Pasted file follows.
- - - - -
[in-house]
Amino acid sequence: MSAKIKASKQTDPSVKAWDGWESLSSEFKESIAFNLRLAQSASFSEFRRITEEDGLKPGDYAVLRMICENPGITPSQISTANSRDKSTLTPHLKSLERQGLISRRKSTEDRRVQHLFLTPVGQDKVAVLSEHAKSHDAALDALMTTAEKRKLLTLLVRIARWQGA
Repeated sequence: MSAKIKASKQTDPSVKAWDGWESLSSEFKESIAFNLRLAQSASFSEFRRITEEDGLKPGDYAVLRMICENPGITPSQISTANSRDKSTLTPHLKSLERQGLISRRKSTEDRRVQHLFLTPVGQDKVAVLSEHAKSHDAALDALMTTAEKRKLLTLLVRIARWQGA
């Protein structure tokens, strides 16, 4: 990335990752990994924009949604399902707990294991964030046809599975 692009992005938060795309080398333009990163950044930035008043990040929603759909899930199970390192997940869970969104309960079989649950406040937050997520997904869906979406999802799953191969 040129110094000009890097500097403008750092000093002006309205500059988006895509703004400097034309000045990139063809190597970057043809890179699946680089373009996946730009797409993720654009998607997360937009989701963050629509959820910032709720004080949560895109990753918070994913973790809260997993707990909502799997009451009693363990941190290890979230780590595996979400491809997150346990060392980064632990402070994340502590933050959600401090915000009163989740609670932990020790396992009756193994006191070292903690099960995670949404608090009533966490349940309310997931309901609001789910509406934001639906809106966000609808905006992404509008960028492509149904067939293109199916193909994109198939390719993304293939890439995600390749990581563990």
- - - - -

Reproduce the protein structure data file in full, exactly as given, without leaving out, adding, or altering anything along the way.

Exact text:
[in-house]
Amino acid sequence: MSAKIKASKQTDPSVKAWDGWESLSSEFKESIAFNLRLAQSASFSEFRRITEEDGLKPGDYAVLRMICENPGITPSQISTANSRDKSTLTPHLKSLERQGLISRRKSTEDRRVQHLFLTPVGQDKVAVLSEHAKSHDAALDALMTTAEKRKLLTLLVRIARWQGA
Repeated sequence: MSAKIKASKQTDPSVKAWDGWESLSSEFKESIAFNLRLAQSASFSEFRRITEEDGLKPGDYAVLRMICENPGITPSQISTANSRDKSTLTPHLKSLERQGLISRRKSTEDRRVQHLFLTPVGQDKVAVLSEHAKSHDAALDALMTTAEKRKLLTLLVRIARWQGA
């Protein structure tokens, strides 16, 4: 990335990752990994924009949604399902707990294991964030046809599975 692009992005938060795309080398333009990163950044930035008043990040929603759909899930199970390192997940869970969104309960079989649950406040937050997520997904869906979406999802799953191969 040129110094000009890097500097403008750092000093002006309205500059988006895509703004400097034309000045990139063809190597970057043809890179699946680089373009996946730009797409993720654009998607997360937009989701963050629509959820910032709720004080949560895109990753918070994913973790809260997993707990909502799997009451009693363990941190290890979230780590595996979400491809997150346990060392980064632990402070994340502590933050959600401090915000009163989740609670932990020790396992009756193994006191070292903690099960995670949404608090009533966490349940309310997931309901609001789910509406934001639906809106966000609808905006992404509008960028492509149904067939293109199916193909994109198939390719993304293939890439995600390749990581563990």